Jared Goff, QB, Detroit Lions
In 2017 and 2018, Goff looked like he was becoming what the L.A. Rams hoped he'd become - their franchise quarterback.
He'd established himself as one of the best play-action quarterbacks in the league, had overcome accuracy problems and had assumed the roll of a quiet leader who led by example.
Then, the Rams' o-line got banged up in 2019, and injuries to key players made it difficult to execute L.A.'s sophisticated offense. Goff struggled in 2019, and then those struggles continued into 2020. He was subsequently traded to Detroit for Matt Stafford.
While Stafford never won anything in Detroit, he was very productive and tough as nails.
In short, Goff has big shoes to fill. The moment he steps on the field, even in the pre-season, the pressure will be on to produce, and to prove that he can still perform at an elite level. It won't take long to find out one way or the other.
Khalil Mack, LB, Chicago Bears
Most linebackers would be happy if they had a season in which they made 40 tackles, collected 8.5 sacks and forced five fumbles.
Not Khalil Mack. The ultimate disruptor, it was normal for him to be all over the field, putting up more than 50 solo tackles and 15-plus sacks most years. But last year he was just good, not exceptional.
Is age finally catching up with the 6'3", 260-pound Mack, who's now 30? Has his motor run so hot for so long that he's finally starting to slow down?
Now that the Bears look to have a decent offense, the pressure will be on Mack to get back to his old scheme-wrecking self to tilt the field and provide more opportunities for Andy Dalton & Co. to score on short drives after forcing three-and-outs or turnovers.
Question is, does Mack have any gas left to show he can still be a dominant player? Only time will tell.
Saquon Barkley, RB, New York Giants
At age 24, Barkley should be in the prime of his career. Instead, he's coming back from another devastating injury, this time after a horrific knee injury (ACL, MCL, meniscus).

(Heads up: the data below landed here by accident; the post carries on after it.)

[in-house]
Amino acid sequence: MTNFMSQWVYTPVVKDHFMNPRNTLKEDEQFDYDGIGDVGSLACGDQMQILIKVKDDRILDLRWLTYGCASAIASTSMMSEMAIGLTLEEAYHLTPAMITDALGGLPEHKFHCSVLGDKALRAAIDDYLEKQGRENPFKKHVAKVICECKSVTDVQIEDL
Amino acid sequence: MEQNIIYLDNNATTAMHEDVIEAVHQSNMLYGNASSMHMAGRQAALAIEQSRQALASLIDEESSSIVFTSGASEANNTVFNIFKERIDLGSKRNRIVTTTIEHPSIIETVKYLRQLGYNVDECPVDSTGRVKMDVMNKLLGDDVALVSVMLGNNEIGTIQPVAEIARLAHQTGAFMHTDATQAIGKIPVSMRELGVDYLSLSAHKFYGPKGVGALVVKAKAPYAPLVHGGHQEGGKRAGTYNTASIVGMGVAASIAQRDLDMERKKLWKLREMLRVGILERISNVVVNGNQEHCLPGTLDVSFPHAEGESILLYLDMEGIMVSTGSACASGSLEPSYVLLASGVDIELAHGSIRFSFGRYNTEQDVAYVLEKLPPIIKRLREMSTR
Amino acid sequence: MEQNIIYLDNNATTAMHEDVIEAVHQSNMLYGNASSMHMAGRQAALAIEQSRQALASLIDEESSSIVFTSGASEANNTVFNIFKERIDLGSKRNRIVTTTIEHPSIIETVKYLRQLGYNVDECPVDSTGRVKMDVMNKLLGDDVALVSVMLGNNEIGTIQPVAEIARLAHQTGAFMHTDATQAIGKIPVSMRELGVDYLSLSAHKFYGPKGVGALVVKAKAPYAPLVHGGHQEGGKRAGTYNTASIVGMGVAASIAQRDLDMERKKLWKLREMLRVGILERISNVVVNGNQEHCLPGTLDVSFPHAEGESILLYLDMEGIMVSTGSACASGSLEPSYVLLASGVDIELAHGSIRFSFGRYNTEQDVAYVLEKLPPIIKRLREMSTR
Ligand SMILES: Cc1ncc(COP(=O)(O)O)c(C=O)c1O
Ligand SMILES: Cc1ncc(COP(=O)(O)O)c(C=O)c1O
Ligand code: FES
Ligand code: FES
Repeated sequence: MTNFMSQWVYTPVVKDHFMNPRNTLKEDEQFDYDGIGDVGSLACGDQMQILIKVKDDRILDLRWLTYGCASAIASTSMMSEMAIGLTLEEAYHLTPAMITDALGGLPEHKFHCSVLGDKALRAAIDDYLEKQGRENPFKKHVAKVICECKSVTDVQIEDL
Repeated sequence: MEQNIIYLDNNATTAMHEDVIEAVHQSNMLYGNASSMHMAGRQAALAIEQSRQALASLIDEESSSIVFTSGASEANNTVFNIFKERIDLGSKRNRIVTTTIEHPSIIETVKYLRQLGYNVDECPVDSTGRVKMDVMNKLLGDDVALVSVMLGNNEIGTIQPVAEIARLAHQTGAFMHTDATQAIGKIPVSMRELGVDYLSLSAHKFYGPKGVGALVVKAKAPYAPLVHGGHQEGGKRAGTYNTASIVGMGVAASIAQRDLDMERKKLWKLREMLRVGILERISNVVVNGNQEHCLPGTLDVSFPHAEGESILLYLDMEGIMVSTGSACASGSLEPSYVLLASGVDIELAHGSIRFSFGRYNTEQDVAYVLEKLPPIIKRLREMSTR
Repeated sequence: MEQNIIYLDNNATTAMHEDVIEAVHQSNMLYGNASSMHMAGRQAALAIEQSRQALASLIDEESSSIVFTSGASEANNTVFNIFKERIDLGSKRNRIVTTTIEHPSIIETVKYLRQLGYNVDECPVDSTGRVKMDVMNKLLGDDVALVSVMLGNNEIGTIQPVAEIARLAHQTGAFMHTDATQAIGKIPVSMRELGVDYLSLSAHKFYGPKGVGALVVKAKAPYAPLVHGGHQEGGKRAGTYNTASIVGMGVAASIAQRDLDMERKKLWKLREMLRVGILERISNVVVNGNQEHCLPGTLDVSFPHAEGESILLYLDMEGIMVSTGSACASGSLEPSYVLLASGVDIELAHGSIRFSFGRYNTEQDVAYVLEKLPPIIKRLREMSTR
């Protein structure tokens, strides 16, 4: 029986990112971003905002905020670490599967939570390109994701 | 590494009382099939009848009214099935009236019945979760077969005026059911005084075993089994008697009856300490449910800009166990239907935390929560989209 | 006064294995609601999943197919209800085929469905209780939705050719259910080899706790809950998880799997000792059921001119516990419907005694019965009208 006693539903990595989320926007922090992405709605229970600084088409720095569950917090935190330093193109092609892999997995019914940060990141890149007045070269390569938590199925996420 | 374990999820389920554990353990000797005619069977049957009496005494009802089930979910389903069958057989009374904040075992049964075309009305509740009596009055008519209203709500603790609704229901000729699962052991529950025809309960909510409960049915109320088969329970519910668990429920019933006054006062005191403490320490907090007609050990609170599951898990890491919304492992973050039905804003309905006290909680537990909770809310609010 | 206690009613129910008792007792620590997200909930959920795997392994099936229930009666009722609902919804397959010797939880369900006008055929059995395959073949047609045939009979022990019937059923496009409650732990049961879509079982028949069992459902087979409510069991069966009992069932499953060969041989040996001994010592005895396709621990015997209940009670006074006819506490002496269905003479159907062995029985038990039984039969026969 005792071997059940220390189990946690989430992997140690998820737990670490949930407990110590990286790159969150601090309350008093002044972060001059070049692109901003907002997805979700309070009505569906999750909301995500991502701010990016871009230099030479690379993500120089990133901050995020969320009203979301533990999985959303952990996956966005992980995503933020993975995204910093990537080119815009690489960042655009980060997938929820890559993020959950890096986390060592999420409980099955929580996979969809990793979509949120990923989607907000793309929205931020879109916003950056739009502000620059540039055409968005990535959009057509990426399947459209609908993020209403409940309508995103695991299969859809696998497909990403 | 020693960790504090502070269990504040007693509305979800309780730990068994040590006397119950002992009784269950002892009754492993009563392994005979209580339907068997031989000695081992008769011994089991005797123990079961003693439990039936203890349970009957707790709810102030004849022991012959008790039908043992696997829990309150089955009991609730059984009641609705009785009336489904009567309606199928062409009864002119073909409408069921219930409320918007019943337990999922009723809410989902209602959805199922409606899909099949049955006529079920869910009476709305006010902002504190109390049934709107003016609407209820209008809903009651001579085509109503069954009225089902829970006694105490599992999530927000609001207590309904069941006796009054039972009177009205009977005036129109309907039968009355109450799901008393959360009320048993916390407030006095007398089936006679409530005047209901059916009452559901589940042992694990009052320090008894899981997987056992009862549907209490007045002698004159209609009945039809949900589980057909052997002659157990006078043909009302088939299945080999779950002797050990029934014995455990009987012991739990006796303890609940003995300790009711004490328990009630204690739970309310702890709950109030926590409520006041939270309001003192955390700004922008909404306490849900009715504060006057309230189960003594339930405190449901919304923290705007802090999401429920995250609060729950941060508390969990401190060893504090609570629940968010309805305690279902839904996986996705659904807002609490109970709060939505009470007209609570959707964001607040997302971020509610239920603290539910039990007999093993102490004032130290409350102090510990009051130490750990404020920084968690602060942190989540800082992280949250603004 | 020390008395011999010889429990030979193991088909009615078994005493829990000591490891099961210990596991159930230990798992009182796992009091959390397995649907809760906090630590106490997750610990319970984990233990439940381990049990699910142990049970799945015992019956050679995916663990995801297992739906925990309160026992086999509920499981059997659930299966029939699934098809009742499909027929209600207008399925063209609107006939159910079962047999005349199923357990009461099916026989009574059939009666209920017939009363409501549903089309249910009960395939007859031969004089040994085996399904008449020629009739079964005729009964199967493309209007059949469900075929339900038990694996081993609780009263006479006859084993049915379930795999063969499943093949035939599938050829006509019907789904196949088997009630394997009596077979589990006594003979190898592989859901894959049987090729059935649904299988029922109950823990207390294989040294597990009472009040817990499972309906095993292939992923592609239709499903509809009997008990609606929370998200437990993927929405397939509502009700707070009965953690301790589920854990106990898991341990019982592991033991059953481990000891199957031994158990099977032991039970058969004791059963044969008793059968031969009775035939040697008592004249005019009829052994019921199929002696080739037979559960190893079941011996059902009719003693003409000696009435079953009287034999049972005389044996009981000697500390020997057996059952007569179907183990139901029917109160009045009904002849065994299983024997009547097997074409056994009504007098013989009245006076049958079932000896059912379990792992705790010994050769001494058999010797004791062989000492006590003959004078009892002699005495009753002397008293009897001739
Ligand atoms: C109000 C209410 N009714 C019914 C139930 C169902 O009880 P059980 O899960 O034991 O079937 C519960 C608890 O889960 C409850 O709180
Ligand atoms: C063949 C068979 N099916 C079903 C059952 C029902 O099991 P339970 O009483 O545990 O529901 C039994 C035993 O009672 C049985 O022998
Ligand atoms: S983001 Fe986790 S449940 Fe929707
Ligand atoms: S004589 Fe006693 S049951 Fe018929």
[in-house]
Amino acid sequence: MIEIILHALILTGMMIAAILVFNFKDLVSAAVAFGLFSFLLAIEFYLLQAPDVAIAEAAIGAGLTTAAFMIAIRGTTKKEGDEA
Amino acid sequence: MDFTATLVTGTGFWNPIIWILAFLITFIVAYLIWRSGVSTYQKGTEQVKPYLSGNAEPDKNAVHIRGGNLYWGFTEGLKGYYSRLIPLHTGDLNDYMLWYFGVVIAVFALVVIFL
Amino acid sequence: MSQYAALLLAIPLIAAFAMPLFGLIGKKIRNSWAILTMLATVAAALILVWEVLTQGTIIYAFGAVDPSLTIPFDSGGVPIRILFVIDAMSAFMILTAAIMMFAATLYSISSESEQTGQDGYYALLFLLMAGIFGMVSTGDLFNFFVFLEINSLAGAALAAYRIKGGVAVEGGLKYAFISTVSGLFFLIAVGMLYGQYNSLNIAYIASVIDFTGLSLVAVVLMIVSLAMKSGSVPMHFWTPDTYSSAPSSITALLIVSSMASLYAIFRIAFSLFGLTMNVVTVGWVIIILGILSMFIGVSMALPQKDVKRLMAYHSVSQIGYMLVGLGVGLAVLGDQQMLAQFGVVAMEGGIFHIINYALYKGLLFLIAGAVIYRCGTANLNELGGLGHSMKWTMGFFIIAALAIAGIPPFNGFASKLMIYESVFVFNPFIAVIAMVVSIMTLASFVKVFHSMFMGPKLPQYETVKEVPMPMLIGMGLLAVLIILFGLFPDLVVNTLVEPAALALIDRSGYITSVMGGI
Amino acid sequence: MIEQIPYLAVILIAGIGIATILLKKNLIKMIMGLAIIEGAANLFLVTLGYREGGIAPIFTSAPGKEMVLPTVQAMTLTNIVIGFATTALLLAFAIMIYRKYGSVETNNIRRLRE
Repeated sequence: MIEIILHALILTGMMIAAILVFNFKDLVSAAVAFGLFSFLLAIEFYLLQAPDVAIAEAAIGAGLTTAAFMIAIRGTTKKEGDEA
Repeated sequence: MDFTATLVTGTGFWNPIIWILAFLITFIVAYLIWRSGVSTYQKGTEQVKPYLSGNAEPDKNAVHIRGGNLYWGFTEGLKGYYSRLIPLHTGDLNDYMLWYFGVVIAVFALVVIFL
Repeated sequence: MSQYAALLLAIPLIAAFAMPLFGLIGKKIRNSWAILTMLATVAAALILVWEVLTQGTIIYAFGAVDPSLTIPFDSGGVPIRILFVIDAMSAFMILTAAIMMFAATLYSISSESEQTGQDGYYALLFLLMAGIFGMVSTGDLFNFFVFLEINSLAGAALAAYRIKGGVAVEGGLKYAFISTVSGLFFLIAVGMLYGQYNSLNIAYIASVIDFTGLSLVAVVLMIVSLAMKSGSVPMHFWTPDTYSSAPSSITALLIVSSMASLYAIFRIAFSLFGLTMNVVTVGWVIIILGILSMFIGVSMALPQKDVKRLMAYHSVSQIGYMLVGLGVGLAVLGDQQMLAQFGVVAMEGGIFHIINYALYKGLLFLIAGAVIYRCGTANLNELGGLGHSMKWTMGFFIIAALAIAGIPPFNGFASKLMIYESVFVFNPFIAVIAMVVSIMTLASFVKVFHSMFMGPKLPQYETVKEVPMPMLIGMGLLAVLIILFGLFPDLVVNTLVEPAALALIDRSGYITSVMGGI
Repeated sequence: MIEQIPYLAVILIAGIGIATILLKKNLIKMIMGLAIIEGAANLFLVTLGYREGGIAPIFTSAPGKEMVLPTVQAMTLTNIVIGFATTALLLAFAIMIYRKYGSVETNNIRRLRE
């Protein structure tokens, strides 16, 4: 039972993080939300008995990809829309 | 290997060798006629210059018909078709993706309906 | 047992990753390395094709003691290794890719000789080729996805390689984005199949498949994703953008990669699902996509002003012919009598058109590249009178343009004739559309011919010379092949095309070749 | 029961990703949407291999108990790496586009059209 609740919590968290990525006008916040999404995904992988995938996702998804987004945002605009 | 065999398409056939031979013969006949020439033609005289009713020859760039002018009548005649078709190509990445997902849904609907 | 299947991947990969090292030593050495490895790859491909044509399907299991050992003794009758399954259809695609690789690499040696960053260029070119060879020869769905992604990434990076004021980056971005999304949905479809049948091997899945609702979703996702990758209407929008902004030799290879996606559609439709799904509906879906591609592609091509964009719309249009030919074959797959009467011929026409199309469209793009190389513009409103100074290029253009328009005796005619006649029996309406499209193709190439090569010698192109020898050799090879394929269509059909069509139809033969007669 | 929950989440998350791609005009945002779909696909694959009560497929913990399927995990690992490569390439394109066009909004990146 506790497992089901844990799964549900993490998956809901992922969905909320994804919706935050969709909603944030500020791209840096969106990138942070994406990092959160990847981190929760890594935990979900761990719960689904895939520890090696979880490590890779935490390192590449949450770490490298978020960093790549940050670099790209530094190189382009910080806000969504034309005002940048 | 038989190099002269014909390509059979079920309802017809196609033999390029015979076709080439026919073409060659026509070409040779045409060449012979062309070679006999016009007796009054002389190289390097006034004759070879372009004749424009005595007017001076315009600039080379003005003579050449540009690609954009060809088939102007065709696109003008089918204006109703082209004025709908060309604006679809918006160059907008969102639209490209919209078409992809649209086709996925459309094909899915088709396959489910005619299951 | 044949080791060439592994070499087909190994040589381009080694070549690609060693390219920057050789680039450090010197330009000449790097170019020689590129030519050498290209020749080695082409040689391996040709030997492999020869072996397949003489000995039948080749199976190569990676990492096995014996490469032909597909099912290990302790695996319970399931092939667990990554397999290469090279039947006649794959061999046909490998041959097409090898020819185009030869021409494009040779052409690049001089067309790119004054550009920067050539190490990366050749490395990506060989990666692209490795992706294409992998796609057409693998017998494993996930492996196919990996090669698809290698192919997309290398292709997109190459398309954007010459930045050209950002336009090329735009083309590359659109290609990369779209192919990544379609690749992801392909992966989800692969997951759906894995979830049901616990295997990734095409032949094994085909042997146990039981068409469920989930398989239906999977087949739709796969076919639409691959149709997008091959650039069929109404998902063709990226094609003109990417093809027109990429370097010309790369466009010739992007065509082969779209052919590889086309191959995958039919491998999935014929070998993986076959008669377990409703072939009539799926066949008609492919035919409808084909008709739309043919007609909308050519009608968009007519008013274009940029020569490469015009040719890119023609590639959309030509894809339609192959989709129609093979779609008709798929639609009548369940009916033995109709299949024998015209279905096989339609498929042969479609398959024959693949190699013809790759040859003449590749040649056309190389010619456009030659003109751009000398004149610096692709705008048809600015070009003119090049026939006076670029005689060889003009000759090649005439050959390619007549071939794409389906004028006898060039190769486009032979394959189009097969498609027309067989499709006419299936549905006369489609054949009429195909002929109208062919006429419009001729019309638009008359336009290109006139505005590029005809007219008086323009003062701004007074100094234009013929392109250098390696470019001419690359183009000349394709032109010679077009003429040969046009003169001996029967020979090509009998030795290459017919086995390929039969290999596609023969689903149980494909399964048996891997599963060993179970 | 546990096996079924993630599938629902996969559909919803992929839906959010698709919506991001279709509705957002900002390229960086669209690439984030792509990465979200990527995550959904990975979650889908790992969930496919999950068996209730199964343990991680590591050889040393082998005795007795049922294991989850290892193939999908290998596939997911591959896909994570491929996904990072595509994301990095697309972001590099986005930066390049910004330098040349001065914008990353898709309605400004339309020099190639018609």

Consequently, 2021 will be a pivotal season for the former Penn State standout. He must prove that he can stay healthy and play a full season.
If he can, he figures to come close to the stat line he put up in 2018: over 2,000 all-purpose yards and 15 TD's. Should he return to that form, his presence will make life easier of Giants QB Daniel Jones; a strong running game always benefits a quarterback.
Another injury would not only put Barkley's career in jeopardy, but it would also short-circuit the Giants' offense. It's time to produce, a fact that Barkley is surely well aware of. If he doesn't, the Giants may be forced - albeit reluctantly - to move on from him.
Jameis Winston, QB, New Orleans Saints
There's no question that Jameis Winston should be the Saints' new starting quarterback, and his coach, Sean Payton, will likely give him that opportunity.
The reason he'll get the opportunity is simple: he has the arm strength needed to stretch the field; Taysom Hill doesn't. Not only that, but he's proven he can do it. Problem is, Winston tends to complete as many passes to opposing DB's as he does to his own receivers.
Fact is, Winston had all of 2020 to watch Drew Brees and pick his brain. That should automatically make him a better quarterback. And if he can stay within the parameters of the plays that Payton calls - i.e., try not to do too much - he can be successful.
In fact, the Saints could be even better if Winston learns how to play within himself. He knows it, and his teammates know it. Now, can he show the discipline to do that when it matters the most? It will be interesting to find out.